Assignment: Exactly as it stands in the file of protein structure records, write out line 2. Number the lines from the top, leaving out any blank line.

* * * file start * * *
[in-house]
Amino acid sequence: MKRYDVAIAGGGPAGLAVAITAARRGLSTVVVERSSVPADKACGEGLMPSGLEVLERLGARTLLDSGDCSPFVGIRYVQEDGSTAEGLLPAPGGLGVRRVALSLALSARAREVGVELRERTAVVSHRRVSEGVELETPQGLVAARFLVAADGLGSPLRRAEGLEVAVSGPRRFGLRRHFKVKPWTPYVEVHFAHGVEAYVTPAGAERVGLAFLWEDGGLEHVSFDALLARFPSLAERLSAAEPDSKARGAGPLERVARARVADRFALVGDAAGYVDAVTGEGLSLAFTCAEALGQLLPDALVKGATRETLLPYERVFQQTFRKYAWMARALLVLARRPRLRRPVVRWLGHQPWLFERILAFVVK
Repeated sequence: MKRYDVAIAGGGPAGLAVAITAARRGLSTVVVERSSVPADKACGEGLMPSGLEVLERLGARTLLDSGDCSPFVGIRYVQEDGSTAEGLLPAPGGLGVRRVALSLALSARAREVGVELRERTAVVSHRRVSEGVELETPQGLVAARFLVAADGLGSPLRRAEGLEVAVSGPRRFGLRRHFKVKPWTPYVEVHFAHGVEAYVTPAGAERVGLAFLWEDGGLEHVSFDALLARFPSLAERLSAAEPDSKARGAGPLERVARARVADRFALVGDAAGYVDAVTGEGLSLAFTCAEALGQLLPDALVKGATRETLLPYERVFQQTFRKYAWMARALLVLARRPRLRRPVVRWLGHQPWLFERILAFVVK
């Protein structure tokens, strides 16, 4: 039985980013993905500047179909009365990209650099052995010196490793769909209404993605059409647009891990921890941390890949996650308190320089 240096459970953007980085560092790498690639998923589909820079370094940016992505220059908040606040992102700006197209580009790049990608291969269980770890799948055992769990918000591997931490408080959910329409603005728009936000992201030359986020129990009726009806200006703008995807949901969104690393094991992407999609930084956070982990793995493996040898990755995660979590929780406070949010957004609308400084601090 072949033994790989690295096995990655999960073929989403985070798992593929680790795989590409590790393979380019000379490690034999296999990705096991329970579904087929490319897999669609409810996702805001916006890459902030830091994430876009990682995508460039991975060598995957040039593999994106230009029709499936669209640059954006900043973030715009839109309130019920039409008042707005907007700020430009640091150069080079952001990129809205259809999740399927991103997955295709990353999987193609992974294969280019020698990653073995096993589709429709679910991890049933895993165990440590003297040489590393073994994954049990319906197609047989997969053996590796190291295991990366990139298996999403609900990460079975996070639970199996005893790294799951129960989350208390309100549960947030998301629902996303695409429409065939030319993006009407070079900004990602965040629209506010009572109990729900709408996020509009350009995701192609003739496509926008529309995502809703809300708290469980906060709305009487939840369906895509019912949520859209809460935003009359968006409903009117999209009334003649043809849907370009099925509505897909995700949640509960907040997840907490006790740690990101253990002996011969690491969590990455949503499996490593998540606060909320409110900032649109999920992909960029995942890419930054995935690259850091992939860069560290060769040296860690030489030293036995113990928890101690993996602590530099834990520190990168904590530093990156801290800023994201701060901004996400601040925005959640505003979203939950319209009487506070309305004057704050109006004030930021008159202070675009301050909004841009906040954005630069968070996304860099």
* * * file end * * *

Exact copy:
Amino acid sequence: MKRYDVAIAGGGPAGLAVAITAARRGLSTVVVERSSVPADKACGEGLMPSGLEVLERLGARTLLDSGDCSPFVGIRYVQEDGSTAEGLLPAPGGLGVRRVALSLALSARAREVGVELRERTAVVSHRRVSEGVELETPQGLVAARFLVAADGLGSPLRRAEGLEVAVSGPRRFGLRRHFKVKPWTPYVEVHFAHGVEAYVTPAGAERVGLAFLWEDGGLEHVSFDALLARFPSLAERLSAAEPDSKARGAGPLERVARARVADRFALVGDAAGYVDAVTGEGLSLAFTCAEALGQLLPDALVKGATRETLLPYERVFQQTFRKYAWMARALLVLARRPRLRRPVVRWLGHQPWLFERILAFVVK